If martial arts are about morality, self-development and leadership, then they should be for everyone. Accessibility is part of morality; helping people to enjoy the same benefits that society offers to everyone else. For me, the traditions of karate are about inclusion."
What is the biggest misconception about people with disabilities?
"Disabled people are you and me. They are us. We all become disabled in the end."
"The biggest misconception is 'people with disabilities are different to me.' 80% of people with disabilities become disabled between the ages of 16 and 65. Disabled people are you and me. They are us. We all become disabled in the end, or we die. Those are the two options."
What's the biggest lesson you learned over the years?
"The biggest lesson I learned is that people are the most important thing in life. If that's so, then the meaning of life is how can I help people to be the best that they can be. Meeting people who are struggling in life, listening to them and finding ways to help them is the only thing that is important to me. How could it be any other way?"
What is the accomplishment you’re most proud of achieving with IKKAIDO in the past 8 years?
"Developing the world's first inclusive and accessible education platform which educates disabled learners and makes learning easier for non-disabled people. This platform will contain qualifications (Activator, Activity Leader, Activity Coach) that aim to revolutionise the martial arts sector, teaching existing martial arts coaches how to safely coach all disabilities and backgrounds, as well as developing people with disabilities to become qualified coaches in a field with an abundance of physical and psychological health benefits.
Our team of disabled people developed the PRIMAE Platform with funding from the Erasmus Programme of the European Commission and in collaboration with partners from six EU countries."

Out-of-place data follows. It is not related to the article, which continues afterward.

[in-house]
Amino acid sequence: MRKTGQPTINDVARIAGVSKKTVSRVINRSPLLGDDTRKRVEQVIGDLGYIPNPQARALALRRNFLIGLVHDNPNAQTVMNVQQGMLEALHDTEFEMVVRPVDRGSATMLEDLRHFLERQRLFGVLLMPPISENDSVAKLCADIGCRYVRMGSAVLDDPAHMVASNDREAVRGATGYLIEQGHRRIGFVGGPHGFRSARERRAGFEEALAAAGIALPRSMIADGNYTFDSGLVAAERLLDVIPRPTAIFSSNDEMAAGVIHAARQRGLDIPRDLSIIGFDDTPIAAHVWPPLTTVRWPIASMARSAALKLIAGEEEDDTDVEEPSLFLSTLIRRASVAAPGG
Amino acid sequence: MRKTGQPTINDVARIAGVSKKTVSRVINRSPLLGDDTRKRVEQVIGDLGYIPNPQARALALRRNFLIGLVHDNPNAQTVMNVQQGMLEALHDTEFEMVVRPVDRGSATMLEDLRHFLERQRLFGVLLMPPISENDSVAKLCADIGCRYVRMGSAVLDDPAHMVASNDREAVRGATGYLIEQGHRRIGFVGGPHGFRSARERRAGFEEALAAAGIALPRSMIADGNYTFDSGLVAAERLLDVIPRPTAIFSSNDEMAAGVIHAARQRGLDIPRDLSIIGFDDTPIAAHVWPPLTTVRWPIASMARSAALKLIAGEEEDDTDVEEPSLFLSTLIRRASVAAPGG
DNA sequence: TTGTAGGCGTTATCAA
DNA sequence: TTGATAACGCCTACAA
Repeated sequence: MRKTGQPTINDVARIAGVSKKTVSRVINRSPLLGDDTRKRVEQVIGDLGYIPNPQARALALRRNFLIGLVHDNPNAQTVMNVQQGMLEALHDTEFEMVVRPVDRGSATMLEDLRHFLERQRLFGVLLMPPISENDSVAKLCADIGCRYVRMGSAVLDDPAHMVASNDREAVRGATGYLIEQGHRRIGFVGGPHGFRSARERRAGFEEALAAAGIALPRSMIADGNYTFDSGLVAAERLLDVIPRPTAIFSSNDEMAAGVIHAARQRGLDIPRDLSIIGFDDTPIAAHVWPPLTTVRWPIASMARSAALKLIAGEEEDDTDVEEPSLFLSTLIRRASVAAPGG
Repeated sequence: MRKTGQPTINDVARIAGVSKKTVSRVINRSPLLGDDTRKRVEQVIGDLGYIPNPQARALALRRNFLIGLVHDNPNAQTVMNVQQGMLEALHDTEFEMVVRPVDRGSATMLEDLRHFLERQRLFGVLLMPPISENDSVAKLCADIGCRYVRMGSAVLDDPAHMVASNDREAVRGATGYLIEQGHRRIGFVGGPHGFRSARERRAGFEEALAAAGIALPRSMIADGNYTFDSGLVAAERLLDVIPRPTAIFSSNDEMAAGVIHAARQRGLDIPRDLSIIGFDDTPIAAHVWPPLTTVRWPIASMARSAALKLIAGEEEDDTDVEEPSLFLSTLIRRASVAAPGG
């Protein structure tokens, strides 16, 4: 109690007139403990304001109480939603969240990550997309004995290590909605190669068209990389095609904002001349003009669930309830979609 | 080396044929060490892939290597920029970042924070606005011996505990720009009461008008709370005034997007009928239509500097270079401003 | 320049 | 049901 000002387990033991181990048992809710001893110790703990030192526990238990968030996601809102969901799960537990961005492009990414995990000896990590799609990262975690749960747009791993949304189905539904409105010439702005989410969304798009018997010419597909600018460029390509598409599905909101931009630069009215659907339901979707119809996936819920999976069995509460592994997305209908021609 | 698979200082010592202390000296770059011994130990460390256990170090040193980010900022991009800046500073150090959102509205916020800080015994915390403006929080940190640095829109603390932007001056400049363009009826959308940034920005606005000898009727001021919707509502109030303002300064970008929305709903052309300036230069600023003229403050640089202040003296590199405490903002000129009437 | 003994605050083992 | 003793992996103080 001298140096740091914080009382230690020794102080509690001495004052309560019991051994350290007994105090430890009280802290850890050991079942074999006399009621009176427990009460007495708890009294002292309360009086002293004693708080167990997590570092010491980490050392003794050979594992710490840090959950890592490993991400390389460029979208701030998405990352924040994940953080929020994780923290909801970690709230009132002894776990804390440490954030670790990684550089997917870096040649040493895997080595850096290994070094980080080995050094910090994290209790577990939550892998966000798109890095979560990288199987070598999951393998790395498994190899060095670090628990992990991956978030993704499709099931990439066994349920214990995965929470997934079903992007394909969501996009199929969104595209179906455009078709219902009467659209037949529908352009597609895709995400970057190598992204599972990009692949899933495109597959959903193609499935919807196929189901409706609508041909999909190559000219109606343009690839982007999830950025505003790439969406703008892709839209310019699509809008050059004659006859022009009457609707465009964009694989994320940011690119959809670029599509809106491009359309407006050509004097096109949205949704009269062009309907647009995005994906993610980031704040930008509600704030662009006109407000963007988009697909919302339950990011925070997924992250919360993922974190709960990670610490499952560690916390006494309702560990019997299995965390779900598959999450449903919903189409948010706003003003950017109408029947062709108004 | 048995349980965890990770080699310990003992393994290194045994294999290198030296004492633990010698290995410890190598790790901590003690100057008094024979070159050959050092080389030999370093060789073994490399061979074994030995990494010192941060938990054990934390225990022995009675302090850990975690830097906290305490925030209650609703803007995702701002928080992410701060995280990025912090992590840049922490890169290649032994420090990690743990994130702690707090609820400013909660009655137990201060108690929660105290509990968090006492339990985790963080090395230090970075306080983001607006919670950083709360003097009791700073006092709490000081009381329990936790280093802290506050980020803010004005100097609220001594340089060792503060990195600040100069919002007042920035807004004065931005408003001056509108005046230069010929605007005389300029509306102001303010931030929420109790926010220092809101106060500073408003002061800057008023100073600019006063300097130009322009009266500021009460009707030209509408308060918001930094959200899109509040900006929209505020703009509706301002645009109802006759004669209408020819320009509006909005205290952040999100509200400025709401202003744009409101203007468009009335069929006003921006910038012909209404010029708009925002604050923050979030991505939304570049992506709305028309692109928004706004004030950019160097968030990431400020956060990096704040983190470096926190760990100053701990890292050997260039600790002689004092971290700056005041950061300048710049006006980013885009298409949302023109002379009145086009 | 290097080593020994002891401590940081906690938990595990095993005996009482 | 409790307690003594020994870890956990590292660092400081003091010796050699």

What would you say to people with disabilities who are in a similar situation to you?
"There's no such thing as barriers. Barriers are things you go under, over, around, or you smash them out of your way. There are no limits. There are no barriers."
"The biggest barrier I faced was myself. People tend to be less aware of the constant fear and terror experienced by a lot of people who are autistic. For me, and for many others, it was the feeling of inadequacy and the fear of showing your true self to someone. This crippling self-awareness and control helps to manage the fear but also impedes the ability to form meaningful relationships and properly integrate into society. I was fortunate to eventually meet people that made me feel safe and comfortable to open up to. Good people gave me the resilience to cope with having been betrayed by people that I tried to help.
"You need to find the right place to be. Where you feel valued, safe and welcomed - never compromise on this. Somewhere where they listen to the sometimes crazy ideas that you have, and understand that in some of them, there truly are golden nuggets. This is the atmosphere that I wanted to reflect within IKKAIDO."
For those with visual impairments, technology is always changing and there is now a huge amount of helpful tools that did not exist 20 years ago. For those with learning disabilities and hearing impairments, this is also true. Never be afraid to ask for help."
Where do you see yourself in 5 years time?
I would like to be travelling less! By this time, I would like IKKAIDO to be handed over to younger people with probably more interesting or better ideas than I have had. If I cant teach someone to be better than me, I am no teacher at all."